A growing Brazilian population brings with it a religion that reveals much about the history of the country and its people
I am not looking forward to taking my shoes off, but I know I have to. I am sitting in a dark garden, on the back row of neatly placed white plastic chairs, shivering. It is the middle of Autumn in Sydney, and the nights have just started to get cold. Although there are nine other people on the chairs with me, no one speaks. The musical drone of crickets is punctuated by the odd shout, swear word or obnoxious laugh floating out from the tin shed opposite us – glowing from the red light within.
I am at the ‘Terreiro Amigos do Seu Zé’, an unassuming terrace house in Kirrawee, Sydney, where the Afro-Brazilian religion of Umbanda is practiced. I watch each person before me called into the shed one by one. One girl comes out crying. She pours herself a glass of water from the flask that’s provided, then leaves. The plastic chairs begin to empty. When the person next to me has been called, I know by watching those before me, that I must now remove my shoes. I do so reluctantly. Rubbing my feet against each other for warmth, I wait silently for my turn.
Brazilian immigration has a history in Australia that dates back to the 19th century, when small numbers would migrate via English ships stopping at Rio de Janeiro on route to Australia. The numbers began to grow from the late 1960s, with the Australian government’s Assisted Migration program and later in the 1980s when many were relocated towards the end of the brutal military dictatorship in Brazil.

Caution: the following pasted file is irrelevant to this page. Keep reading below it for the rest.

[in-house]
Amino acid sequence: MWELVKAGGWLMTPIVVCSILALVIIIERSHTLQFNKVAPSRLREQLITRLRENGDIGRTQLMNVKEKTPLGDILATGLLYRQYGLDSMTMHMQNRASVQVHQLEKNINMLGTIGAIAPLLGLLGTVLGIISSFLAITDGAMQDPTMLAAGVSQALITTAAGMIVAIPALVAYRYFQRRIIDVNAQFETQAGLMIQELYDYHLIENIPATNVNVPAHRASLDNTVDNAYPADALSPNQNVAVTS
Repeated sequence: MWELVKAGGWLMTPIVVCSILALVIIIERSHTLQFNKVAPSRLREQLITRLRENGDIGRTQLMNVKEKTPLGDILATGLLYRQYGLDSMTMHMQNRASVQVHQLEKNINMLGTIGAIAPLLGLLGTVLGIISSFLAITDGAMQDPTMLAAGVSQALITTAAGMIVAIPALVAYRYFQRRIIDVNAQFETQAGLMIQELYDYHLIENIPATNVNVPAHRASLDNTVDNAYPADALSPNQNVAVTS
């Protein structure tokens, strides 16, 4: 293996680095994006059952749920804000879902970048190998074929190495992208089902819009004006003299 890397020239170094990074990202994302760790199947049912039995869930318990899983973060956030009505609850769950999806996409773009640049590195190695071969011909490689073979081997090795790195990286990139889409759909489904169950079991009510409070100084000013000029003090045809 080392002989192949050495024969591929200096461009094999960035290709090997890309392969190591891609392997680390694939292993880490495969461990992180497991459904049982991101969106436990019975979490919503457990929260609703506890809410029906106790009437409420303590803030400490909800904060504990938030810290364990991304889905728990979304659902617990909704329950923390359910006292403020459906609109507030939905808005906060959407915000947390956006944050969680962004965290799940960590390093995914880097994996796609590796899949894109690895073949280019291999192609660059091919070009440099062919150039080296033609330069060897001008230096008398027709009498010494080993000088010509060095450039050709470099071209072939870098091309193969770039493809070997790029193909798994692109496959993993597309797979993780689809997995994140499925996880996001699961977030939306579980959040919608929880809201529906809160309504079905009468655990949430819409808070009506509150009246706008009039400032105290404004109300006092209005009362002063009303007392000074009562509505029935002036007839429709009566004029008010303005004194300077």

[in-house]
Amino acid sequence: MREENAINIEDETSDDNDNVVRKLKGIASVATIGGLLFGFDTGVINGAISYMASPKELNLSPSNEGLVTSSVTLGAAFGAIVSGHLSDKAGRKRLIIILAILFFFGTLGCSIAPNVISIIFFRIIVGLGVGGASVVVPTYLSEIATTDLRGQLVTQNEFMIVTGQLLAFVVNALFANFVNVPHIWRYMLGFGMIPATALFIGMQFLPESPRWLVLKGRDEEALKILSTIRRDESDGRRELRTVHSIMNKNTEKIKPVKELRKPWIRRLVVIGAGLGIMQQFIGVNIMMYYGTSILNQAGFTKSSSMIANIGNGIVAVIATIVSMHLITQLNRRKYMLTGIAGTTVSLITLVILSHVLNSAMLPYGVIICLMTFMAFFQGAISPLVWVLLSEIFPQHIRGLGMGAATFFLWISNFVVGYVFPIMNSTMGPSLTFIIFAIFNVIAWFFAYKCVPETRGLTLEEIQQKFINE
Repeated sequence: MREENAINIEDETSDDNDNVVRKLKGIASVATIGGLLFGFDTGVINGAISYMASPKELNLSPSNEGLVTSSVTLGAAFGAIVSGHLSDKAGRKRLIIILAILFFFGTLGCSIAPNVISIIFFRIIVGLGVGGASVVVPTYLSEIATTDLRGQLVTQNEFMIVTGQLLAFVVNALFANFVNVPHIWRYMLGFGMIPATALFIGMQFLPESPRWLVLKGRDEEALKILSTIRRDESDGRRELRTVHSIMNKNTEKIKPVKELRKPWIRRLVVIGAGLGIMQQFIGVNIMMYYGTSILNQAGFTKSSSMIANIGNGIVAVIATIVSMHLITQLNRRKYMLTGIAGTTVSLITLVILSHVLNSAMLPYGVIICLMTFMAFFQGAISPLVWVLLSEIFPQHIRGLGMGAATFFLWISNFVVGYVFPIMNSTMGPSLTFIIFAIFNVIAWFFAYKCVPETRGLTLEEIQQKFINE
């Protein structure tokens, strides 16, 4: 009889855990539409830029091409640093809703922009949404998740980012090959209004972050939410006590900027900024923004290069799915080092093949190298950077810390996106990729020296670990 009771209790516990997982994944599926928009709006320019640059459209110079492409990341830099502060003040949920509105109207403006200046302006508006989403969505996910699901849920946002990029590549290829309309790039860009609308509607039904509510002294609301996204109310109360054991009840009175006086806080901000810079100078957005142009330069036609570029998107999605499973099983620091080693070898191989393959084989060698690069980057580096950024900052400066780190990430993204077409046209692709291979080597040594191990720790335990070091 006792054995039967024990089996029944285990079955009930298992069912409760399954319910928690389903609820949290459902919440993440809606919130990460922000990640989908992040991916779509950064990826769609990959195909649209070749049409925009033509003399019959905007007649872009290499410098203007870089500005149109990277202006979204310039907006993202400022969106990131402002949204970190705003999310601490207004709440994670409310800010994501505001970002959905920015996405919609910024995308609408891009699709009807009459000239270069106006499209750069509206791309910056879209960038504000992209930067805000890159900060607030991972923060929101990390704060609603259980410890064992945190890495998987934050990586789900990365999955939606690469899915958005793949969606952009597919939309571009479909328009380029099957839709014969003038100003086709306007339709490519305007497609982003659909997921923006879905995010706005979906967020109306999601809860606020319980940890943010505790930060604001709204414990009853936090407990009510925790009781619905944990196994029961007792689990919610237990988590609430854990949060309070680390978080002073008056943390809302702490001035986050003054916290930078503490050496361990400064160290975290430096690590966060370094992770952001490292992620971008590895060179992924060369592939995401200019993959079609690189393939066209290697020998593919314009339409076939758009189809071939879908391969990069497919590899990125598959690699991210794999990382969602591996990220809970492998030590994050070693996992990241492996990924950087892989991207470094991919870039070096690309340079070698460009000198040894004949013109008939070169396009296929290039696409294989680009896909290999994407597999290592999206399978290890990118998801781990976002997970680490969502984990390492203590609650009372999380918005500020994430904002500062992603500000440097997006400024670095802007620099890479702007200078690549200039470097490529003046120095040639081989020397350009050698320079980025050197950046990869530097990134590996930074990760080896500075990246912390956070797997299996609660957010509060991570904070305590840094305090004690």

The numbers remained relatively small until the last two decades, with census information recording a quadrupling in the Brazil-born population from around 7000 in 2006 to around 28,000 in 2016. This recent wave of migration is mostly driven by young middle-class adults, looking to learn English, or build a life in a safer and more stable country. As their numbers grow, so do aspects of their culture in the lives of many Australians – a Samba night here, an Acaí shop there, a Brazilian Jiu Jitsu club down the street. But it is the appearance of a lesser-known aspect of their culture, the Umbanda religion, in three of the country’s capital cities, that suggests the roots of Brazilian immigration are deepening. Aside from being a fascinating religion, exploring Umbanda gives us a window into unfamiliar aspects of the deep and varied history of Brazil.
One that had a lasting impact on the social and cultural structure of the country is slavery. Beginning midway through the 16th century, Brazil imported more enslaved Africans than any other country, which amounted to roughly 40 per cent of the total number stolen from Africa and taken to the Americas – around 10 times that of the United States. Enslaved Africans were pivotal in the growth of the Brazilian economy. They provided the labour force behind all of Brazil’s main exports at the time, from sugar in the 1600s to diamonds and gold in the 1700s and the rise of coffee in the 1830s. Slavery had such wide support among the population of Brazil that it wasn’t abolished until 1888, 20 years later than the US, and only after significant international pressure.